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On September 1, 1999, after eight stellar seasons with the White Sox, Frank Thomas hit rock bottom. He'd lost the edge on the baseball diamond-his last two years were mediocre at best. The Chicago sports beat writers were pounding him, many were writing him off.

Thomas knew he had to do something, so he called his former hitting instructor, Walt Hriniak for help. The front office agreed to bring Hriniak back in to try to salvage Thomas' career. After studying tapes of Thomas at bat, Hriniak knew what was wrong, mechanically that is, with Thomas' swing. He'd lost the pace to the swing, it was too long and the movement of his head wasn't smooth anymore, it was jerky. Hriniak could fix those problems in less than an hour in the batting cage. But something else was wrong-something only Thomas could fix.

Thomas had lost his focus. Along with some family problems, Thomas was getting hammered in the business world. "Big Hurt Enterprises," his sports marketing company went belly up and "Un-D-Nyable," his record company was draining his personal finances. Thomas had a decision to make, did he continue to dabble in this and that, including his baseball career, or did he funnel his attention back into what made him great in the first place-baseball.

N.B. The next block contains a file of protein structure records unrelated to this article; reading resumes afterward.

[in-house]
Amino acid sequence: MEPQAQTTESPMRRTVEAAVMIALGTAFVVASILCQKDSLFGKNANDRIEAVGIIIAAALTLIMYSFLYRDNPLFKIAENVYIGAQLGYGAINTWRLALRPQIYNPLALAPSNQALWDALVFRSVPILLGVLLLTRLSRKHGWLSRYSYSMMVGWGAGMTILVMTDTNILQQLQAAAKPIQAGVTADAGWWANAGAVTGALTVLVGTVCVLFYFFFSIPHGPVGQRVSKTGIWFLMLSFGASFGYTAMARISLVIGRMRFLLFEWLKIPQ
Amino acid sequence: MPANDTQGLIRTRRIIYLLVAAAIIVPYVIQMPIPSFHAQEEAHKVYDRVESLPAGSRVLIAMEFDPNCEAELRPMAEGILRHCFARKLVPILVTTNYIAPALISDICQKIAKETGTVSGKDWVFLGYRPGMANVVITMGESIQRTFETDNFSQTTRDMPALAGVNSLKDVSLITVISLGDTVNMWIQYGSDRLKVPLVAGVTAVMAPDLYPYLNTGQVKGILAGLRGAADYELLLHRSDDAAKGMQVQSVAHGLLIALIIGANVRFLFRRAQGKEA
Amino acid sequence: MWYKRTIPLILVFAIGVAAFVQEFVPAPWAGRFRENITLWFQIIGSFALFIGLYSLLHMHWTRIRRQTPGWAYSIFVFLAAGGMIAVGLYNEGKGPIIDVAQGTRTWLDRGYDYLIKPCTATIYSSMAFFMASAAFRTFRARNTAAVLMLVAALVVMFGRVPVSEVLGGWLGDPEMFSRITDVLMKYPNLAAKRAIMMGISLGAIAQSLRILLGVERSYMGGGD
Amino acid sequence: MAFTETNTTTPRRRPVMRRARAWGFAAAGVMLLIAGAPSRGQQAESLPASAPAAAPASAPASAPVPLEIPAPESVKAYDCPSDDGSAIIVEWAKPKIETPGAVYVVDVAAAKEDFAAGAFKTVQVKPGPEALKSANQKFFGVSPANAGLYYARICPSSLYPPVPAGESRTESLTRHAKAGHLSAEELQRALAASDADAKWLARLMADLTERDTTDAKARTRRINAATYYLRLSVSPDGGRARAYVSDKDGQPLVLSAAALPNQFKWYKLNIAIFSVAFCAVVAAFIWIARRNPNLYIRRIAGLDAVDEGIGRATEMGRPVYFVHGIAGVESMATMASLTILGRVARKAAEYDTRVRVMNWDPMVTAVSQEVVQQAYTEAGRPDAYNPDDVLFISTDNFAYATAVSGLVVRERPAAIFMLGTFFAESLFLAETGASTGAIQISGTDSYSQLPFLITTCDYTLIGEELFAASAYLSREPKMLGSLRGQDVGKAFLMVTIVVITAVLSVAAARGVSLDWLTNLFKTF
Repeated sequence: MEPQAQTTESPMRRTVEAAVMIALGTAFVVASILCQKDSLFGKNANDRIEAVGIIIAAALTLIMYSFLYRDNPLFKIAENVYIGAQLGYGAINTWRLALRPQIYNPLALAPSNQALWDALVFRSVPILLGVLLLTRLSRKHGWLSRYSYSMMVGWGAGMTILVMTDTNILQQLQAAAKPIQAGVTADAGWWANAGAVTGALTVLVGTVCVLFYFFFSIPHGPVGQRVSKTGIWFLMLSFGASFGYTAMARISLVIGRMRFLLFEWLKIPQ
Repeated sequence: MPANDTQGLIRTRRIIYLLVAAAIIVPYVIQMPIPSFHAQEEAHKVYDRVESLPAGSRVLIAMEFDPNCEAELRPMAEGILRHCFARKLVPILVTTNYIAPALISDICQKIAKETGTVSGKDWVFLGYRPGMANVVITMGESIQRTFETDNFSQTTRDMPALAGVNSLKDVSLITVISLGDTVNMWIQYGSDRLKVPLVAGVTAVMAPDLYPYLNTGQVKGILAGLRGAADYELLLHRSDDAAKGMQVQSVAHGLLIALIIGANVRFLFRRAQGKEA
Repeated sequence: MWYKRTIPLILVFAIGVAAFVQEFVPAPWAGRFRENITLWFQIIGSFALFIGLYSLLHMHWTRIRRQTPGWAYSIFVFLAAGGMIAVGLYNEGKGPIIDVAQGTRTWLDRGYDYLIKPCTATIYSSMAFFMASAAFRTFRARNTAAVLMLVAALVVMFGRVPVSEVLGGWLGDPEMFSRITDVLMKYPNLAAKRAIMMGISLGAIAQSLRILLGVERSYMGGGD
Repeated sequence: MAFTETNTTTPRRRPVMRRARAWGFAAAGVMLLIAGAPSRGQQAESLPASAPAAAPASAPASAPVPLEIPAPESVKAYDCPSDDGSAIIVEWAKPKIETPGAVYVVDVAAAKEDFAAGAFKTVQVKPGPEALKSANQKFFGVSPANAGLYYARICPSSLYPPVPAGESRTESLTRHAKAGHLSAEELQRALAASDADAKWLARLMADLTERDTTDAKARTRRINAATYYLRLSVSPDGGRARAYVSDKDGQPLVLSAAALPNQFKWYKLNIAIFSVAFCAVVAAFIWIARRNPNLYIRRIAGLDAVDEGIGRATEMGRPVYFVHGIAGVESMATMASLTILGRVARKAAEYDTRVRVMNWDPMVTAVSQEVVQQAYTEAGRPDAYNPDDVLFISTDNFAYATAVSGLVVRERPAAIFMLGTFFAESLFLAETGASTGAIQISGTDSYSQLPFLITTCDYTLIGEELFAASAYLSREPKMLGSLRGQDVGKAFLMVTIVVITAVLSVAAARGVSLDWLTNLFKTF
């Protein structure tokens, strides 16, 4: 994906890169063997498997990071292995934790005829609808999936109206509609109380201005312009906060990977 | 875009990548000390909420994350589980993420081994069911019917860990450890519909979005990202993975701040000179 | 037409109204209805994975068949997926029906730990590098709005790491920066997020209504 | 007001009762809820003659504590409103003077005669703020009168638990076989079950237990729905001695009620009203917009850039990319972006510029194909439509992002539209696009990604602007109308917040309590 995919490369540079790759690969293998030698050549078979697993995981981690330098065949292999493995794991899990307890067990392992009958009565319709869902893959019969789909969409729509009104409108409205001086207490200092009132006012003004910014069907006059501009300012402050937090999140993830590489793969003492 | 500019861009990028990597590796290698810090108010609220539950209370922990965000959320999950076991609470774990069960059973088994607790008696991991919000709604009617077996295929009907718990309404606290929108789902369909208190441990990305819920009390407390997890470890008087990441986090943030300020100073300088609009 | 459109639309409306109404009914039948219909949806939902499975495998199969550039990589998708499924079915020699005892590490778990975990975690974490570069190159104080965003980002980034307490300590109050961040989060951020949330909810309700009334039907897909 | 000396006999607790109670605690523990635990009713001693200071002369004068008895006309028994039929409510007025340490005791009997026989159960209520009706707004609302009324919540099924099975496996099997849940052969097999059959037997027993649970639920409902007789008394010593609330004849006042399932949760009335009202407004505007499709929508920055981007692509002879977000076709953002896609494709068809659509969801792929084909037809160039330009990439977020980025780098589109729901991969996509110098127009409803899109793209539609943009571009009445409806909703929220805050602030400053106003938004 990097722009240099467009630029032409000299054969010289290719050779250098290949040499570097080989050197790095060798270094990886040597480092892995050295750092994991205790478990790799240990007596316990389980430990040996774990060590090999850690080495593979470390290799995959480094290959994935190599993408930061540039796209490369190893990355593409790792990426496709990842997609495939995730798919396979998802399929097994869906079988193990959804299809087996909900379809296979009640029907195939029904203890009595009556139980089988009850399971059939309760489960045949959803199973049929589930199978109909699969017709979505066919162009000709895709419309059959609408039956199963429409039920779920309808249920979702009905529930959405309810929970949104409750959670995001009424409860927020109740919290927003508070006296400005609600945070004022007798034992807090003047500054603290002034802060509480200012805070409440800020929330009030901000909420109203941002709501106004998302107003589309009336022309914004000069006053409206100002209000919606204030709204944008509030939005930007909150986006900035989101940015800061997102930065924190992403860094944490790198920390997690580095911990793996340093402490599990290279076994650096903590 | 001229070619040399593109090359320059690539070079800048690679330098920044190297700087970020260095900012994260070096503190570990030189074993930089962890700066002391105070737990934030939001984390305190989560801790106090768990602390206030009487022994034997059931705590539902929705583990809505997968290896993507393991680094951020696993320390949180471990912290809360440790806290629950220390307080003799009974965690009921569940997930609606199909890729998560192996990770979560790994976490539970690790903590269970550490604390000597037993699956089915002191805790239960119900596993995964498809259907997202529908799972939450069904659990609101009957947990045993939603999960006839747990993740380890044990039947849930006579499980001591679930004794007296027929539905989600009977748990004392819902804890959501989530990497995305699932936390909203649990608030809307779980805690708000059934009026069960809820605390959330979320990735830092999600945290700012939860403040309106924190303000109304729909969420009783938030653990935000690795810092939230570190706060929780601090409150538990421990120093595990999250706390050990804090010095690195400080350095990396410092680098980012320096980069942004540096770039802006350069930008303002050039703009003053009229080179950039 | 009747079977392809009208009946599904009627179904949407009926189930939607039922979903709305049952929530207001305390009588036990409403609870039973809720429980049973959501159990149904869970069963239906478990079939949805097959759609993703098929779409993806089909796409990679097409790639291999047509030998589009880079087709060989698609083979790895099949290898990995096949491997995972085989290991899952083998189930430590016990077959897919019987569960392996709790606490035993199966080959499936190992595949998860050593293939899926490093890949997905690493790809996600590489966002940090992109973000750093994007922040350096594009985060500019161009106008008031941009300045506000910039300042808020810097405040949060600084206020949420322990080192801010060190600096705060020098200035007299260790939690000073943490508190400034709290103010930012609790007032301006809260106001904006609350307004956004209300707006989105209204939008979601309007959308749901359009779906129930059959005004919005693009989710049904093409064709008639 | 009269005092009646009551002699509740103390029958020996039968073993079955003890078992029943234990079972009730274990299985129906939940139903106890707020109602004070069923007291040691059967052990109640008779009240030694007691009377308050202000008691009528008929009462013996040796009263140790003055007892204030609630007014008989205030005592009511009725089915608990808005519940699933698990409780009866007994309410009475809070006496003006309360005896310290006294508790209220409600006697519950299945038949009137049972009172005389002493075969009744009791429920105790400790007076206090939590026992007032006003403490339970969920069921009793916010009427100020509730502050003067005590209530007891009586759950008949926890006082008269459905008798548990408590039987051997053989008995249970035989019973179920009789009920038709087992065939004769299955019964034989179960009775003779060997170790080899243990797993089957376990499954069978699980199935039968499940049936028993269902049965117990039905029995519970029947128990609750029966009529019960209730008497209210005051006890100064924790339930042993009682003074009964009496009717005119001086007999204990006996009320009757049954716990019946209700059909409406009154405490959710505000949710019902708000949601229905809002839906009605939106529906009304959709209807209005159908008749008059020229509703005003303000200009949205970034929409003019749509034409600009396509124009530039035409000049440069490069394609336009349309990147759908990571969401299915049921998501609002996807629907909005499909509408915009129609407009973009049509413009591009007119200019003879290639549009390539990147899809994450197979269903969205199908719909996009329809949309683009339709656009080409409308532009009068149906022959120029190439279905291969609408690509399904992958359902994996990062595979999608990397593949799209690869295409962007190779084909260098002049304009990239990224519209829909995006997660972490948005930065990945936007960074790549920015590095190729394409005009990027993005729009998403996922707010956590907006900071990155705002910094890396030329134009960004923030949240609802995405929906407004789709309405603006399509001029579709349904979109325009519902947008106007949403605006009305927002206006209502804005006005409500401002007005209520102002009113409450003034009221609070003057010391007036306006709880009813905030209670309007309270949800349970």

He made his decision. He put the distractions behind him and today he is leading his team into a pennant race.

In baseball, as in life, focus is not optional.

"And if a house is divided against itself, that house will not be able to stand." (Mark 3:25 NASB)

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365 Days includes Volumes 1-4
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Impact Preaching: A Case for the
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